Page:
Burkina Faso + 5 more

Sahel Crisis Humanitarian Needs and Requirements Overview 2022


Over 30 million people will require assistance in 2022

As the Sahel crisis 1 rapidly worsens, the region’s humanitarian needs are reaching unprecedented heights. Conflict, climate shocks, chronic vulnerabilities and endemic poverty are putting millions at risk. Increasing violence has forced more people to flee their homes than ever before.

A dramatic food crisis is wreaking havoc on conflict-affected areas while the already precarious nutrition situation is further deteriorating, and access to livelihoods and basic social services is hampered. The fragility of institutions and the poor governance as well as the weak regional integration limit trade exchanges and negatively impact the free movement of people and goods.

Over 30 million Sahelians, most of whom are women and children, will require lifesaving assistance and protection in 2022, an increase of almost two million from 2021. Burkina Faso, Cameroon (Far North), Chad, Mali, Niger, and Nigeria (North-East) have developed Response Plans for 2022, requiring a total of US $3.8 billion. To scale up aid operations, coordination, adequate resources, and a principled response are all critical.

Insecurity and violence have multiple cascading effects that affect the lives of millions of people

Armed conflict remains the main driver of needs in the region. Multi-year security trends confirm a context of degradation in the Central Sahel2 and the Lake Chad Basin. Since 2015, the number of security incidents in the Central Sahel has increased eighteen-fold, with the number of fatalities increasing more than twelve-fold and security incidents in the Lake Chad Basin doubling.3 Violence has multiple cascading effects that affect the lives of millions of people, resulting in significant humanitarian needs and extensive damage to services, existing local protection mechanisms, and socio-economic infrastructure, as well as disrupting the future of youth, particularly girls. This occurs in a context where civil status, education, and maternal mortality are already among the most challenging in the world.

Insecurity and violence are threatening lives and livelihoods, disrupting access to health, education and water, sanitation, and hygiene services, as well as civil documentation and housing, land and property rights, depriving violence-affected communities of vital services and land, increasing human rights violations, gender-based violence, and sexual abuses, and jeopardizing social cohesion, resulting in a vicious cycle of vulnerability.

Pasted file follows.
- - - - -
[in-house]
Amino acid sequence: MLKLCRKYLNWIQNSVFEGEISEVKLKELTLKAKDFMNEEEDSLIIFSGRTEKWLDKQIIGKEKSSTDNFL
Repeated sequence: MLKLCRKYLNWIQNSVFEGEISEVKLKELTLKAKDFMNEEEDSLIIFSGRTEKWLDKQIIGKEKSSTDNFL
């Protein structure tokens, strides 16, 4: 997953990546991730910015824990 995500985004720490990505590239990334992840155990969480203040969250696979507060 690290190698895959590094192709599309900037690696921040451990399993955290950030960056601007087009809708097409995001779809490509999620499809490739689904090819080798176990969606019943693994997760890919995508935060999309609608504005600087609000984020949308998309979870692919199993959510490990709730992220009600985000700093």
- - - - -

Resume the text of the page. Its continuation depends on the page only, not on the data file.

2.4 million people displaced in the Central Sahel as of the end of May 2022

Violence in the Central Sahel and the Lake Chad basin shows no signs of abating: security incidents, attacks, and kidnappings are daily occurrences for millions of civilians caught up in conflict, between armed groups, the state, and military operations and in intercommunal violence, and forced to flee their homes in search of safety. Conflict and worsening insecurity in the Sahel have driven over 6.3 million people from their homes, more than ever before.
As of the end of May 2022, the number of people displaced by the crisis in the Central Sahel reached 2.4 million, with women and children accounting for more than half.

This represents a 40 per cent increase in a single year, and a 56 per cent increase in Burkina Faso, the country with the highest caseload in the region. The Central Sahel is a region characterized by mixed migrations with large refugee populations, creating a complex protection environment.

For example, in addition to the 370,548 internally displaced persons in Mali at the end of April 2022, the country was hosting nearly 13,000 refugees from Niger and over 17,000 refugees from Burkina Faso.

More people are displaced than ever before across the Lake Chad. As of the end of May 2022, countries in the Lake Chad Basin5 were hosting an estimated 5.3 million displaced persons, refugees, and returnees seeking refuge from the region’s complex and compounded crises. About 75 per cent of this caseload is based in Nigeria.

Internally displaced persons (IDPs) and refugees often live in unsafe conditions with inadequate shelter in flood-prone locations, and with high risk of fire outbreaks. For far too many women and girls in places of displacement, gender-based violence is a daily occurrence. Forced marriage and child marriage, physical and sexual violence, and sexual exploitation all contribute to thousands of people feeling trapped and powerless, especially women and girls.

As the COVID-19 pandemic continues to unfold, these densely populated areas face increased risks of disease transmission.

In addition, displacement often occurs in areas with scarce services and resources, putting additional pressure on already highly vulnerable communities and increasing the likelihood of further instability. Coping strategies for displaced populations vary according to age and gender. Women and children are exposed to negative coping mechanisms with major protection and gender-based violence risks. Men are more likely to face physical violence, death, or arbitrary arrest and may displace their families and opt for pendular movements, transferring some tasks to women and children.


UN Office for the Coordination of Humanitarian Affairs
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